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Airspeed Horsa

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Airspeed Horsa

The Airspeed AS.51 Horsa was a World War II troop-carrying glider built by the British company Airspeed Ltd and subcontractors. It was named after the 5th century warrior Horsa and was used for air assault by British and Allied armed forces.

The use of assault gliders by the British was prompted by the use by Germany of the DFS 230, which was first used in May 1940 to successfully assault the Eben Emael fort in Belgium. Their advantage compared to parachute assault was that the troops were landed together in one place, rather than being dispersed.

With around 28 troop seats, the Horsa was much bigger than the 13-troop American Waco CG-4A (known as the Hadrian by the British), and the 8-troop General Aircraft Hotspur glider which was intended for training duties only. As well as troops, the AS51 could carry a jeep or a 6 pounder gun. The AS.58 Horsa Mk.II had a hinged nose section, reinforced floor and double nose wheels to support the extra weight of vehicles.

Missing image
Airspeed_Horsa_landing.jpg
A Horsa coming in to land showing its large-area flaps.

The Horsa was first used in combat on July 10, 1943, when 27 were used in the invasion of Sicily. Large numbers were subsequently used in the Normandy, Operation Dragoon, Operation Market Garden, and Operation Varsity (Crossing the river Rhine). In Normandy, the first troops to land in France did so using Horsas, capturing Pegasus Bridge.

Missing image
Albemarle_towing_a_Horsa_glider.jpg
View of a Horsa under tow from the mid-upper position of an Albemarle.

On operations they were towed variously by Stirling, Halifax, Albemarle, Whitley and C-47 Dakota tugs, using a harness that attached to both wings. Glider pilots were usually from the Glider Pilot Regiment, part of the Army Air Corps, although Royal Air Force pilots were used on occasion. The Horsa was also used in service by the USAF.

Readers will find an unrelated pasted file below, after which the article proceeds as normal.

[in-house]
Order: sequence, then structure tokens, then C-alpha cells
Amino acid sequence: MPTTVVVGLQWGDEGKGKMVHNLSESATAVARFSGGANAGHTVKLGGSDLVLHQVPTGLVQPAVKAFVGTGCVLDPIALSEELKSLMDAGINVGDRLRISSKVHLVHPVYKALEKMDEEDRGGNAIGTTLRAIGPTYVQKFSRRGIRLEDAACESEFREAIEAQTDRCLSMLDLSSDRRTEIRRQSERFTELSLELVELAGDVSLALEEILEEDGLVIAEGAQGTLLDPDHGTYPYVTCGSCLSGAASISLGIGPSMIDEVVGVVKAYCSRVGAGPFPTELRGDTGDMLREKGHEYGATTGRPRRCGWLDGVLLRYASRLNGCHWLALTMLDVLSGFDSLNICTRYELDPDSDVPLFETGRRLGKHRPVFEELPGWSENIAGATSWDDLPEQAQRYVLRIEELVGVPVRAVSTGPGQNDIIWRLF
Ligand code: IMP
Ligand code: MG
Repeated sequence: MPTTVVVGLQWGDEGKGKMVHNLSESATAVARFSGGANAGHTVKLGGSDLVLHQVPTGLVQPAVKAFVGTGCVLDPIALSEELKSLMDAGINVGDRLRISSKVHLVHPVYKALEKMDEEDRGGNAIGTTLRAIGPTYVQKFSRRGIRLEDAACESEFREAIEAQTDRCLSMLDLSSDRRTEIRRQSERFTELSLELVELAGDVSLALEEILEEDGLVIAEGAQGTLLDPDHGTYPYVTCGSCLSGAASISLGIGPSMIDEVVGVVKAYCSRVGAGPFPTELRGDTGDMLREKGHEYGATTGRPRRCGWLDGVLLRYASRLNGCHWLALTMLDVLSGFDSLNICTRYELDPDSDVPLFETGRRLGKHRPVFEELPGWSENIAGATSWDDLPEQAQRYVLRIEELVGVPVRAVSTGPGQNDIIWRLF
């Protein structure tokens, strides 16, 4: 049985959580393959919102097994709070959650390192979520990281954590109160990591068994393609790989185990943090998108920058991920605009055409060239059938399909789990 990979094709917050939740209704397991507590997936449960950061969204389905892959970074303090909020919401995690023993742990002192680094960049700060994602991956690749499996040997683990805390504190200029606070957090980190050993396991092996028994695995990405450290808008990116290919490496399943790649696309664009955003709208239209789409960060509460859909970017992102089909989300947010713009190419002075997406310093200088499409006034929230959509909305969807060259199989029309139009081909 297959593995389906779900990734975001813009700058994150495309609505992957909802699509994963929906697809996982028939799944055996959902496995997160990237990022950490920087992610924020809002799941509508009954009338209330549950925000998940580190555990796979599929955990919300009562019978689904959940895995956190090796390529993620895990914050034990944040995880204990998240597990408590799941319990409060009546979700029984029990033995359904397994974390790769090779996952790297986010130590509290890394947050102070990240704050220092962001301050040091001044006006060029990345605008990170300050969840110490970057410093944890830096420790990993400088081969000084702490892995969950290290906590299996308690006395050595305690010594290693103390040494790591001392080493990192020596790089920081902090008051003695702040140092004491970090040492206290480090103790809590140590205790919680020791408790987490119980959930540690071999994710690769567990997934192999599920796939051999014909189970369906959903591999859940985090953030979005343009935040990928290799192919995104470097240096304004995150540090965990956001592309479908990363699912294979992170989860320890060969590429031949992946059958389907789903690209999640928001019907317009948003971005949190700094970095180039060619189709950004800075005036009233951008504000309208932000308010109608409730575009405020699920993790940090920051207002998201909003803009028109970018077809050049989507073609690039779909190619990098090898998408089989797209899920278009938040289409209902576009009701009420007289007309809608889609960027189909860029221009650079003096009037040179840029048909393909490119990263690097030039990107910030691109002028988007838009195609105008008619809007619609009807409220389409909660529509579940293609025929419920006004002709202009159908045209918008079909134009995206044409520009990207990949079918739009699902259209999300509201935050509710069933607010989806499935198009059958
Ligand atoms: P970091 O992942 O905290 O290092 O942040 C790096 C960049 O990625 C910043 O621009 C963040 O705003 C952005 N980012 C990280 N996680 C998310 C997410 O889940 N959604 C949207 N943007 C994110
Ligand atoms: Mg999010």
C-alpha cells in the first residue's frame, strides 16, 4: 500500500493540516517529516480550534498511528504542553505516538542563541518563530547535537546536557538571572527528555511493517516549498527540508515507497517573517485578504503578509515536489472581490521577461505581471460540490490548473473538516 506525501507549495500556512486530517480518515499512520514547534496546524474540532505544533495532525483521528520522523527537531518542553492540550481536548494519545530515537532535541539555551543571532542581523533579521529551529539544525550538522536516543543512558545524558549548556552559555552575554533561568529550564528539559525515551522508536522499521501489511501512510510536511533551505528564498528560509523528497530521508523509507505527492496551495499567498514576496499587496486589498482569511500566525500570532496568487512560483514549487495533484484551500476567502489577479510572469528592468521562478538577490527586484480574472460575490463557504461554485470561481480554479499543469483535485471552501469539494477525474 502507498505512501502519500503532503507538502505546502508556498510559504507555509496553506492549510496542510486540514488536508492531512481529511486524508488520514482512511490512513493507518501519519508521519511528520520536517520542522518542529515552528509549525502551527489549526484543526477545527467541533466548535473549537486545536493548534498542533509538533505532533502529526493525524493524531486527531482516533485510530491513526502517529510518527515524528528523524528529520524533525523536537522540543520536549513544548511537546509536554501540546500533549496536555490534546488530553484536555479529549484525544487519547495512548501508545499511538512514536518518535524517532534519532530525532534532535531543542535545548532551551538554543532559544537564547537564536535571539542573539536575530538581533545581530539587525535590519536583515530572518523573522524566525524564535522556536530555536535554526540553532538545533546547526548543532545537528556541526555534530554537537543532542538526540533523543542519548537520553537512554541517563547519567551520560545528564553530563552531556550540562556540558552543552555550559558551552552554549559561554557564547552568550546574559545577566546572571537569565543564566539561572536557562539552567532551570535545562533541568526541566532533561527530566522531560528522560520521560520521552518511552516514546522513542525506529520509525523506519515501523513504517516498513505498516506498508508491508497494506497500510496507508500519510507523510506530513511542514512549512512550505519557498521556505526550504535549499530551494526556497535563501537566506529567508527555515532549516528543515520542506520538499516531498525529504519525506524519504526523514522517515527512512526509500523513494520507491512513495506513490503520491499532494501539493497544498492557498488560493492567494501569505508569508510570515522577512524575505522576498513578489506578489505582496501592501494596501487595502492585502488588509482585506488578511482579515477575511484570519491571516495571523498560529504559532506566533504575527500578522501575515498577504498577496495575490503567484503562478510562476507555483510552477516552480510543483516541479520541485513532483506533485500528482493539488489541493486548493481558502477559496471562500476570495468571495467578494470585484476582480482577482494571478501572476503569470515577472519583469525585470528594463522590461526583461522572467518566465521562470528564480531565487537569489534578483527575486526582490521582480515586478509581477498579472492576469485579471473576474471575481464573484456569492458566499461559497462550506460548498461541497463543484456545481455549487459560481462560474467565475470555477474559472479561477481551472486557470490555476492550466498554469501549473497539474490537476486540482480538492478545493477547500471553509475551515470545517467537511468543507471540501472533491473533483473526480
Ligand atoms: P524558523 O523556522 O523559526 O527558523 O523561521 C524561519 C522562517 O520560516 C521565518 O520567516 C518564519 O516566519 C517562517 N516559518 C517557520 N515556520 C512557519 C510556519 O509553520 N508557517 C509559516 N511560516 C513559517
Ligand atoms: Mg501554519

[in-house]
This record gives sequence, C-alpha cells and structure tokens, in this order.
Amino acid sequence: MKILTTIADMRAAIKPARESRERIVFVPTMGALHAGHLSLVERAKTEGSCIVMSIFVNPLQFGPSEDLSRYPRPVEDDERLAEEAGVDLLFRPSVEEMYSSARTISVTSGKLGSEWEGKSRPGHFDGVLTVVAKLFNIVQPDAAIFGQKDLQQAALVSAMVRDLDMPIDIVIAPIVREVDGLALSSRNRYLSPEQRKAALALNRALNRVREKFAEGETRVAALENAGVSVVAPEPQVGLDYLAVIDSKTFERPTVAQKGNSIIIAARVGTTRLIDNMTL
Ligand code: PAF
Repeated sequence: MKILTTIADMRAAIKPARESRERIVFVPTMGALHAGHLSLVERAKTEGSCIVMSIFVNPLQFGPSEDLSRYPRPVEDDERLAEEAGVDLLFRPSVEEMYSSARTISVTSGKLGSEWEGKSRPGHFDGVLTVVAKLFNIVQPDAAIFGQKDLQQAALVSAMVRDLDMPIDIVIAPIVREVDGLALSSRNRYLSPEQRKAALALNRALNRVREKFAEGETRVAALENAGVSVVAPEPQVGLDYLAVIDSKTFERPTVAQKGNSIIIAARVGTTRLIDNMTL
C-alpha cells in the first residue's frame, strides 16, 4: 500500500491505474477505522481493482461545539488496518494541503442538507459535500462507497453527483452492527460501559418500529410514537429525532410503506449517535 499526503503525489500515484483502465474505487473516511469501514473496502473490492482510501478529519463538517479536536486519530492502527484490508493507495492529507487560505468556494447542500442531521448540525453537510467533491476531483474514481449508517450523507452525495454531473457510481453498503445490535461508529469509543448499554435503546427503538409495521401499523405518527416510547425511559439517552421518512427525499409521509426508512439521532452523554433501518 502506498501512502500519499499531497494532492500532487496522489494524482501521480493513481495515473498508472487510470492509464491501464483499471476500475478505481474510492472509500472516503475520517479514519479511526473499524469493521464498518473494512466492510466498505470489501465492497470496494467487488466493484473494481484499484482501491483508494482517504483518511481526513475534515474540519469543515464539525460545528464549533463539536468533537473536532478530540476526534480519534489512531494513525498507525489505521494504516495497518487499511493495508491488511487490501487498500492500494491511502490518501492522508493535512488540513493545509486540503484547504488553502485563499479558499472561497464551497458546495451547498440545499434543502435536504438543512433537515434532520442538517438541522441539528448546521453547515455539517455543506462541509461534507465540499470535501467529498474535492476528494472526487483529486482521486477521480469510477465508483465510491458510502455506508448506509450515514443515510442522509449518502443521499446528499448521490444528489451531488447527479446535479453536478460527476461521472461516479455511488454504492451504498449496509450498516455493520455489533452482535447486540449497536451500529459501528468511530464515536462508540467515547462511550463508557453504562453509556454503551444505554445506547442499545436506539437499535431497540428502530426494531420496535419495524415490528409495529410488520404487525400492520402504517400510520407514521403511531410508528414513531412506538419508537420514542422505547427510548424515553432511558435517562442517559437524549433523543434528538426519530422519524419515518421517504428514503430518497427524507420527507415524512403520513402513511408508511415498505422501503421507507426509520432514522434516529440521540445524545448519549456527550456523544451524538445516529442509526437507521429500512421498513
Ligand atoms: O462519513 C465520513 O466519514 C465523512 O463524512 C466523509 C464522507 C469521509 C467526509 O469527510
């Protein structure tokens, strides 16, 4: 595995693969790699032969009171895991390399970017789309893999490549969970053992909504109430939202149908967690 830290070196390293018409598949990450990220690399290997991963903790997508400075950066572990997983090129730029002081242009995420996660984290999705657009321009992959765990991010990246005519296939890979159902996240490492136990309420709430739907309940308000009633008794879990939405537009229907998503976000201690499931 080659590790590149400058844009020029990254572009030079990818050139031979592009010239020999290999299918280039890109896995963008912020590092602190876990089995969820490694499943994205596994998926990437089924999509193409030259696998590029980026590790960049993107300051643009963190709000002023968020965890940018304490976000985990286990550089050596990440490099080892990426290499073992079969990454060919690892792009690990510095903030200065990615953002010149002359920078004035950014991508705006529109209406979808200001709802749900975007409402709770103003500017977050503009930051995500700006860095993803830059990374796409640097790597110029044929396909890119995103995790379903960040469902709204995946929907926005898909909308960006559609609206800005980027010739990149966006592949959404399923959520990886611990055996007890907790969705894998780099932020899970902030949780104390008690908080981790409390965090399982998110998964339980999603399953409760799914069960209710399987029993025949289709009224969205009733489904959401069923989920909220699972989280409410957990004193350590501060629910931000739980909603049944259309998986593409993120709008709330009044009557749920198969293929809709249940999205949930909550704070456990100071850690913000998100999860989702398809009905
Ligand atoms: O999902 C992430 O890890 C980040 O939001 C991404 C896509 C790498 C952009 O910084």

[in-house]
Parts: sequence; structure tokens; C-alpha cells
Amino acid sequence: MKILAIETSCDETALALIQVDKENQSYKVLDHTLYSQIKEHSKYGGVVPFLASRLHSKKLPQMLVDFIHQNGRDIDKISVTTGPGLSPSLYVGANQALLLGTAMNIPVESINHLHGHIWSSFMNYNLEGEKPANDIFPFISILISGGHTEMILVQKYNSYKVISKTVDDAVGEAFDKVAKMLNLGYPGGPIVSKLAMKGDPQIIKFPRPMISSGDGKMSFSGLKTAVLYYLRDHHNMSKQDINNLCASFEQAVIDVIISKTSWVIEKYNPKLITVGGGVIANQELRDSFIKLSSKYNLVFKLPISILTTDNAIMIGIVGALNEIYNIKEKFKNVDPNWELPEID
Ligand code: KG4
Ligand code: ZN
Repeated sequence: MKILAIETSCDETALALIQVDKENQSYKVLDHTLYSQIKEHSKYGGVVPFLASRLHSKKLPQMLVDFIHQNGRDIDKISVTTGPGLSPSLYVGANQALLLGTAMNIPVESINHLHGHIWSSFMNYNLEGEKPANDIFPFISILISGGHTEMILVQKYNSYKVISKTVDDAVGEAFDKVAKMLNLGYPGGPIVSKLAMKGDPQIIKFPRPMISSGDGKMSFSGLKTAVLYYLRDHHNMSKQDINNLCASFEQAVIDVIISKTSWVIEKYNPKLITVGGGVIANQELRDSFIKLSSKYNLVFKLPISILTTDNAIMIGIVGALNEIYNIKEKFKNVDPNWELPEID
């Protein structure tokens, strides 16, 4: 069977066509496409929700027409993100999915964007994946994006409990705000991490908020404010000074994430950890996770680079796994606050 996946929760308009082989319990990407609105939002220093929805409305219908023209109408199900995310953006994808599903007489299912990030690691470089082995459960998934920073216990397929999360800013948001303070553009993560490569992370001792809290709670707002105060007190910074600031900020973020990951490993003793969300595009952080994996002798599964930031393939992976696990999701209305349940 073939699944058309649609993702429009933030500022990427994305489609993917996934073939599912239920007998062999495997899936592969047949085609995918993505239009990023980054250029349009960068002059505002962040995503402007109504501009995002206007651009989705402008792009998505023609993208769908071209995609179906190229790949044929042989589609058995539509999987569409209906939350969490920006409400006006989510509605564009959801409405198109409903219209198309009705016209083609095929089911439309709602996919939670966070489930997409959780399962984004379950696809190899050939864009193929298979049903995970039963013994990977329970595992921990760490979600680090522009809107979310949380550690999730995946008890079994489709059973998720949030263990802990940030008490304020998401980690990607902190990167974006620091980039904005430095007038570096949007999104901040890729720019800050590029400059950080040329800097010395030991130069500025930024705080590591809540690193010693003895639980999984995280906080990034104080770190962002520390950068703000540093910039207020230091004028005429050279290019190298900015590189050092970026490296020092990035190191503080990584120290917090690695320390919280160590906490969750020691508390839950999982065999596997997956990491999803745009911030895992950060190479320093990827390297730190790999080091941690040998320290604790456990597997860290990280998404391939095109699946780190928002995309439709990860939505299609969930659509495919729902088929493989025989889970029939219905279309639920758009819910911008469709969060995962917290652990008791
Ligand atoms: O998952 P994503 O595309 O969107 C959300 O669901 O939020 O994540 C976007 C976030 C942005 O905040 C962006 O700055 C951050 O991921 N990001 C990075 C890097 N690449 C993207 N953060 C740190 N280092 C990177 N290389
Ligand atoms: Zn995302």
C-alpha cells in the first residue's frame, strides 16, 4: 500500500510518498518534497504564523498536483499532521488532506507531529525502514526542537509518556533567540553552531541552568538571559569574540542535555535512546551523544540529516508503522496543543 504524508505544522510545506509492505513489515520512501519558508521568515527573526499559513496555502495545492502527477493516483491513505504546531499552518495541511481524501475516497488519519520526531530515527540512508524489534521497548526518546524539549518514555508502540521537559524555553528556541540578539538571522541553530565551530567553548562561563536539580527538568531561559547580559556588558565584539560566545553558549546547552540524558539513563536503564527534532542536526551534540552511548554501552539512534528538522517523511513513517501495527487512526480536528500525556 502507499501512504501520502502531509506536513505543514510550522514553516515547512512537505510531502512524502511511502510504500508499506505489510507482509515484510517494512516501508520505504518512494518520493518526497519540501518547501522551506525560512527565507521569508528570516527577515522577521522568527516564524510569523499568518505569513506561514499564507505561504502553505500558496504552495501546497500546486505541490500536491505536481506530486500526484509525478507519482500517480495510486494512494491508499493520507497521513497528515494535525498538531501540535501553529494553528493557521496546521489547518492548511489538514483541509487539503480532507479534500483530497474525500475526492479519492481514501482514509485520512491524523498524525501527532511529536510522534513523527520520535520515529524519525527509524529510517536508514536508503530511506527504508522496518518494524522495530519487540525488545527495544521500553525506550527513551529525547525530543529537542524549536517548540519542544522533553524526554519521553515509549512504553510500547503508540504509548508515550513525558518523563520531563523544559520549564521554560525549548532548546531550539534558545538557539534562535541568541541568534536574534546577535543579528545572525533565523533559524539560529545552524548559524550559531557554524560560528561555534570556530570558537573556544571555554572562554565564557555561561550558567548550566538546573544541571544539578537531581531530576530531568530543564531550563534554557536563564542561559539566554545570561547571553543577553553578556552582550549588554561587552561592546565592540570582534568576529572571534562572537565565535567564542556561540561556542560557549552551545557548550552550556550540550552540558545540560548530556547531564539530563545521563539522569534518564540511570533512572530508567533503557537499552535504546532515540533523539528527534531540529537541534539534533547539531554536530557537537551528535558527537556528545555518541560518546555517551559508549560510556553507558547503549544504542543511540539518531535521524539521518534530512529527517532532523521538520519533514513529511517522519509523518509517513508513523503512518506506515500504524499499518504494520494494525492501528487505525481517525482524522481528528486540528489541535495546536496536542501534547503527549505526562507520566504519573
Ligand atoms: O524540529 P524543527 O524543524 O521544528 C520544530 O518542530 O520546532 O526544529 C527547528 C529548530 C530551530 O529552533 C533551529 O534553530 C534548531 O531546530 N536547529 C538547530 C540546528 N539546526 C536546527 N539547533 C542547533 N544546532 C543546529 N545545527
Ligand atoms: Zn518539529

On June 5, 2004, as part of the 60th anniversary commemoration of D-Day, Prince Charles unveiled a replica Horsa on the site of the first landing at Pegasus Bridge, and talked with the original pilot of the aircraft, Jim Wallwork.

Design and manufacture

The Horsa was designed to specification X.26/40 and built from 1940 onwards. It first flew on 12 September, 1941. The Horsa featured a high-wing and was of all-wooden construction due to the shortage of other materials and the expendable nature of the aircraft. It was one of the first gliders equipped with a tricycle undercarriage for take-off. On operational flights this was jettisoned and landing was made on a skid under the fuselage. The wing carried large, 'barn door' flaps, which when lowered conferred a steep high rate-of-descent landing that allowed the pilots to land in constricted areas.

The Horsa was considered sturdy and very manoeuvrable for a glider. 3655 were built by Airspeed as well as companies outside the aircraft industry such as Austin Motors and the furniture manufacturers Harris Lebus. The gliders were built in a number of sections, each produced in a separate factories in case of German attack.

Specifications (AS.51)

General characteristics

  • Crew: 2
  • Capacity: 25 passengers
  • Length: 67 ft (20.4 m)
  • Wingspan: 88 ft (26.8 m)
  • Height: 21 ft (6.4 m)
  • Wing area: 1,148 ft² (106.7 m²)
  • Empty: 7,500 lb (3,400 kg)
  • Loaded: 15,250 lb (6,920 kg)
  • Maximum takeoff: lb ( kg)

Performance

  • Towing speed: 127 mph (204 km/h)
  • Gliding speed: 100 mph (160 km/h)

Related content

Related development: None

Comparable aircraft: Waco CG-4A - General Aircraft Hamilcar

Designation series: AS.30 - AS.39 - AS.45 - AS.51 - AS.57 - AS.58 - AS.65

See also


Lists of Aircraft | Aircraft manufacturers | Aircraft engines | Aircraft engine manufacturers

Airports | Airlines | Air forces | Aircraft weapons | Missiles | Timeline of aviation

fr:Airspeed AS.51 Horsa
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